Jakarta, Indonesia – The world’s most populous Muslim country was attacked on Thursday right in the middle of the day in a busy central Jakarta commercial hub. The latest terror attacks left at least 3 people dead and 9 others wounded.
On Thursday afternoon, a group of aggressors began by detonating a suicide bomb at a Starbucks in a mall. Then, other assailants held two foreigners outside the coffee shop, dragged them into a parking lot and shot them. The group continued shooting people on the street, police said.
It took about 3 hours for security forces to end the attacks near a Starbucks store and Sarinah’s, Jakarta’s oldest department store, after a team of militants opened gunfire against the police to finally detonate a suicide bomb.
Security forces later put the streets on lockdown, including areas near the U.S. and French embassies and other diplomatic sites. Maj. Gen. Anton Charilyan, a spokesman for Indonesia’s national police, said they think the plan was to attack people and follow it up with a larger explosion when more people gathered.
Charilyan said the attackers had been identified and that they were allied to the Islamic State, possibly linked to an Indonesian faction that has sent volunteers to fight in Syria. ISIS itself claimed responsibility for the attack in an official statement posted on the group’s site. The post was translated by the monitoring group Flashpoint and verified by CNN.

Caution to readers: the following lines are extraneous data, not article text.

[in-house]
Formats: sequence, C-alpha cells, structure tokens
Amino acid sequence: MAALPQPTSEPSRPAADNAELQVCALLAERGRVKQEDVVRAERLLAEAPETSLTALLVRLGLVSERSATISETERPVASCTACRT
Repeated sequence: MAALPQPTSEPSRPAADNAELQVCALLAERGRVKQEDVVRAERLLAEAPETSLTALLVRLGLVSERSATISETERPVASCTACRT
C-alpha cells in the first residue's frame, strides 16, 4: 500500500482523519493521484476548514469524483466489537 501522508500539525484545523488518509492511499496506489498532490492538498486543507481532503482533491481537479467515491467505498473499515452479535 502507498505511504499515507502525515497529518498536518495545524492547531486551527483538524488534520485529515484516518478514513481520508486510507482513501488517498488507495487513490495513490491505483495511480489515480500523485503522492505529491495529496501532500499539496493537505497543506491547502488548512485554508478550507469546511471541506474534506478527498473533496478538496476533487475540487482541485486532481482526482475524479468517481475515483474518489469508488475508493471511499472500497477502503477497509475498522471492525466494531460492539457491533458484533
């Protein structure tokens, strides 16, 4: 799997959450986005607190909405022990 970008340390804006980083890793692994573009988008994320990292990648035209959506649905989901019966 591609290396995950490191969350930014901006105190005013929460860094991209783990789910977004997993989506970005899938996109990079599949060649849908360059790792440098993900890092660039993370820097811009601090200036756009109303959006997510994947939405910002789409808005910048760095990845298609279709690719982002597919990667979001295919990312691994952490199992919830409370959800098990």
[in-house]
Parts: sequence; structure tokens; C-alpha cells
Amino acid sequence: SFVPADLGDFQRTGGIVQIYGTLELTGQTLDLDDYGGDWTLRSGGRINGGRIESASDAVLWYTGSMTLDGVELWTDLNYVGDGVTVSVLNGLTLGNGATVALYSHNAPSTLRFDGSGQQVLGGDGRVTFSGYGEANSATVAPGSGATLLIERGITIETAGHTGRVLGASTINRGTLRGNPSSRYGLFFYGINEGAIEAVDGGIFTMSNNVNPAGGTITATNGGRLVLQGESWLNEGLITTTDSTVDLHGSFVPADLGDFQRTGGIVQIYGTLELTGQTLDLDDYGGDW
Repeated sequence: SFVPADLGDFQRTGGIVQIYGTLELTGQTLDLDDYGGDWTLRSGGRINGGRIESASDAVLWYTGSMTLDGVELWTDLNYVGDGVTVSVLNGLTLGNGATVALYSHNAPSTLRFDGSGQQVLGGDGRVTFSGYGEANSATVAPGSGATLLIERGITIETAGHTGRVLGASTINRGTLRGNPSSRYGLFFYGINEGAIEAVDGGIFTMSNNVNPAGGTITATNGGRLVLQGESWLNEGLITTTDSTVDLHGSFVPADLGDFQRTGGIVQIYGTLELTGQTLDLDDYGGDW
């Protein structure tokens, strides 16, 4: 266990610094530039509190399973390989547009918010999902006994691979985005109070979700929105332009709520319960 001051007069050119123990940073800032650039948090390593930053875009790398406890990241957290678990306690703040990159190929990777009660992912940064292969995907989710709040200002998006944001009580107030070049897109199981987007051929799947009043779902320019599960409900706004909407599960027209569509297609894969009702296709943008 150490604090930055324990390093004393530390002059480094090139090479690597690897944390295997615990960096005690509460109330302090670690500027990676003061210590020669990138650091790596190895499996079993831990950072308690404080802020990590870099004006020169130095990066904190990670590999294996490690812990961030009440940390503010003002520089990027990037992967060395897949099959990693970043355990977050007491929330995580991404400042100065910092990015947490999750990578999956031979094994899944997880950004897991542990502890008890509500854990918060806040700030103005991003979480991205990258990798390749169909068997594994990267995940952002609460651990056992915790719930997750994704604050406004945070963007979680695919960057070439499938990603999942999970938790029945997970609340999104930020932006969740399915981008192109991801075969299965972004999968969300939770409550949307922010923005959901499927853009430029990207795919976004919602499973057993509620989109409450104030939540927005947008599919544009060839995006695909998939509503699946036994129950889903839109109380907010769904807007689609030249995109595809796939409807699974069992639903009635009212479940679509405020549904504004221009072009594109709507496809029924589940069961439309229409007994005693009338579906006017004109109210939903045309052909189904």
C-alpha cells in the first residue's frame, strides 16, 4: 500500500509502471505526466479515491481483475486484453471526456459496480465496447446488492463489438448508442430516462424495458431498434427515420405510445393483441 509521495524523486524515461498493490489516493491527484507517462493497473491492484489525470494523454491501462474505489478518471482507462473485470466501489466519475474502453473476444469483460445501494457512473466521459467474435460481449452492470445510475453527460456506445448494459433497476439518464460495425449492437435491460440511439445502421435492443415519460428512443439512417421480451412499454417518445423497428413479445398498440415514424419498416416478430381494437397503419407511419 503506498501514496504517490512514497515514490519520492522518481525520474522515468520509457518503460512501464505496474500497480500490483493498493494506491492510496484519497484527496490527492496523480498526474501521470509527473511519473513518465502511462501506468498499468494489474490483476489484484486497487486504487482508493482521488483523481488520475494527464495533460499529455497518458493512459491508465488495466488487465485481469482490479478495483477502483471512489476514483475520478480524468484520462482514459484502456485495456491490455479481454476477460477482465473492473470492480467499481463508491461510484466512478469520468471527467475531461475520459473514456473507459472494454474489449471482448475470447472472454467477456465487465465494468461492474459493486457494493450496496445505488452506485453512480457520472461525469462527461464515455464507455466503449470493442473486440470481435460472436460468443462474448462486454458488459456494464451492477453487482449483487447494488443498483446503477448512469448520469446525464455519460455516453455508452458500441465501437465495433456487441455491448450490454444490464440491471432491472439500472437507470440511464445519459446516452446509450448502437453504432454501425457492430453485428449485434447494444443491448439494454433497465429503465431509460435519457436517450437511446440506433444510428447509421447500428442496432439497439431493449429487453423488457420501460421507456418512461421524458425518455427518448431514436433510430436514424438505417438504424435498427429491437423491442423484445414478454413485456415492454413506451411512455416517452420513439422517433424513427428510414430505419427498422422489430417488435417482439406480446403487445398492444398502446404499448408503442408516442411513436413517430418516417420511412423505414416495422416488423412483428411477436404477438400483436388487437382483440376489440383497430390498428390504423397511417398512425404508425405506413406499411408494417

Charilyan said that the attacks could possibly be linked to an Indonesian faction that has sent volunteers to fight in Syria. The Syrian civil war has been a source of inspiration for violent Islamists in Indonesia, and hundreds have traveled to Syria to join the Islamic State over the past several years.
“In the last six months, we’ve seen a spike of planning for violence in Indonesia,” said Sidney Jones, a terrorism expert and the director of the Institute for Policy Analysis of Conflict in Jakarta. “It’s a desire to prove that jihadi groups are still alive and well in Indonesia and are committed to carrying out the ISIS agenda.”
The post verifies one of the group’s deepest reached into Asia after spreading terror in North Africa and Europe.
After the attacks, Indonesians quickly reacted on social media, but instead of posting messages of fear, Indonesians tweeted defiant messages and words of strength. The hashtag #KamiTidakTakut, which translates to “we are not afraid,” began circling the media around the world. Others posted were done sharing the hashtag #PrayForJakarta.